Out of all smartphone makers, we were expecting that OnePlus to bring Oreo to its latest smartphone. Sadly, the phone has been launched with Android Nougat v7.1.1 with the promise of an Android 8.0 update down the line. So you get the same slick and stock like Android experience, that OnePlus 5 offers. The camera app is now simpler to navigate and there is a new feature that you will find in the security menu called “Face Unlock”. OnePlus’ implementation here is as fast as its fingerprint scanner, but is a bit inconsistent as well. Sometimes, face unlock would work in less than ideal conditions, and sometimes it won’t work even under good lighting conditions. Then there is the issue of security. According to OnePlus, the phone uses ‘Advanced facial recognition” and matches over 100 identity points and then unlocks the phone. In the little time we have been using the phone, it has worked 60% of the times, but we still need to test it further to check OnePlus’ claims.

Performance: Same as the OnePlus 5
Like the OnePlus 5, the OnePlus 5T is also powered by a Qualcomm Snapdragon 835 SoC, which is running OxygenOS 4.7.1 layered on top of Android 7.1.1. So it is just as powerful as the 5 and it performs similarly. The phone can handle multiple applications running in the background and can take care of any game you may want to play. We haven't seen it slow down or slouch even with two dozen apps running in the background. In addition, the 10nm SoC remains cool, even under heavy load.

The phone is launching in the same RAM and storage combinations as the OnePlus 5. It also has the same 3300mAh battery capacity as the five, which can run through an entire work day easily. If you still need to top up, then OnePlus’ dash charging is one of the best fast charging technologies around.

Camera: Better low light
At first glance, while there is no discernible difference in the overall image quality between the outgoing OnePlus 5 and the new 5T. However, watching the images on a larger screen brings out the differences. We noticed that the images taken by the OnePlus 5T were a bit better in low light than the 5. It seems like OnePlus has also done some changes to the algorithm as the noise levels in low light images are visibly lower. Images taken in the day look even better and we can put OnePlus 5T among the best camera phones in the sub-40K smartphone segment, thanks to the returning 16MP camera using the Sony IMX 398 sensor.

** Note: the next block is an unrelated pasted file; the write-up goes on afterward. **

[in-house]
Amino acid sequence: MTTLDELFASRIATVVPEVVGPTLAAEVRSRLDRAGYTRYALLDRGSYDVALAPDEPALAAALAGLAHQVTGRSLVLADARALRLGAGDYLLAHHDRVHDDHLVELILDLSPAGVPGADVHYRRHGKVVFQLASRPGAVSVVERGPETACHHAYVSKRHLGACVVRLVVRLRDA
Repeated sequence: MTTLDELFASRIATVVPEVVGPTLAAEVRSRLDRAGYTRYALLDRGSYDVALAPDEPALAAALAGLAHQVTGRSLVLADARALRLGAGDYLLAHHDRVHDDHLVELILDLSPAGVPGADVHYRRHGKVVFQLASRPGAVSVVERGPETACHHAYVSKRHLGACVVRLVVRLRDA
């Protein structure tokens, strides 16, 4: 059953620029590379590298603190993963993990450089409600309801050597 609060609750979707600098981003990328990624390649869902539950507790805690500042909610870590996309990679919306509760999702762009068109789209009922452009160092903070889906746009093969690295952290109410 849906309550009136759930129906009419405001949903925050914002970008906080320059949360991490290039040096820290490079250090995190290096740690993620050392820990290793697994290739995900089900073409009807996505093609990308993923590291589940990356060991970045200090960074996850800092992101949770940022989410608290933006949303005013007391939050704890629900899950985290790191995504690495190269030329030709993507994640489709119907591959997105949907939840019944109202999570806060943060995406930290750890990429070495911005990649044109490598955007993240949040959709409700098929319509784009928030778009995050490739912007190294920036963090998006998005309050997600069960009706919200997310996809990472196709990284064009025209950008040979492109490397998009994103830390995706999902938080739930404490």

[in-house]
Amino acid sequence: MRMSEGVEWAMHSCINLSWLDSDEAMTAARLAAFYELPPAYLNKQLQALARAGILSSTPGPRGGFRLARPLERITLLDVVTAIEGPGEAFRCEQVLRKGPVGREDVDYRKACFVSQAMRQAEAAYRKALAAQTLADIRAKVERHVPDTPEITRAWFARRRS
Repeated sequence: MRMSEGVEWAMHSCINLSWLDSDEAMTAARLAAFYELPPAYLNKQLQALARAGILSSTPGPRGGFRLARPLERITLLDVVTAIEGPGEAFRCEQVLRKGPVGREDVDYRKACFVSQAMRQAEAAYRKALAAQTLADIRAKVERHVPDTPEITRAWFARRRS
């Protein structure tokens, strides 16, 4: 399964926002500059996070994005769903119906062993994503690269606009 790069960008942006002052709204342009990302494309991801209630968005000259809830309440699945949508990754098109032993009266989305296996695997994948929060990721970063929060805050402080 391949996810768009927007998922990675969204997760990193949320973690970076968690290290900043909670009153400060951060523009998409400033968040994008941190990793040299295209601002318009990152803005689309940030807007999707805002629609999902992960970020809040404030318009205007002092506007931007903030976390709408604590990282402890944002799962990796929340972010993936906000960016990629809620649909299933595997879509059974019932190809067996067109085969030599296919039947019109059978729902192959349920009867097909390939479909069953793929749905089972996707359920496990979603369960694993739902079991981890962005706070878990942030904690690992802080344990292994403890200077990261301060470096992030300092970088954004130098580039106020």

Natural light conditions - indoors

On the 5T, OnePlus has removed the secondary telephoto lens and instead added a secondary 20MP camera. So, while the 2X zoom still works, it is now done digitally. The 20MP secondary camera now works tandem with the primary camera in capturing depth data when taking standard photos and takes charge of the primary duties in low light conditions, such as in this one below. However, the 20MP camera only kicks in when the light is under 10 lux.

Low light outdoors

The 20MP secondary camera also has the f/1.7 aperture lens and since both the rear cameras have the same 27.22mm focal length, you can now take ‘Bokeh’ images without the frame crop. The portrait images look similar to that those taken by the OnePlus 5.

So, should you press that buy button?
Well, we are not going to beat around the bush. If you are still on a OnePlus 3T or 3, or are in need of a new phone the answer is yes. If you are using a OnePlus 5 though, stay put, there is nothing dramatically new in the 5T. If you just want a good phone with an 18:9 aspect ratio display and are not convinced by the much expensive Pixel 2 XL, then go ahead as this is the phone for you. However, we would suggest you to stick around till we publish our full review next week. While we are not expecting any surprises, we still need to assess the battery life, camera and other aspects better.

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Hardik Singh

Light at the top, this odd looking creature lives under the heavy medication of video games.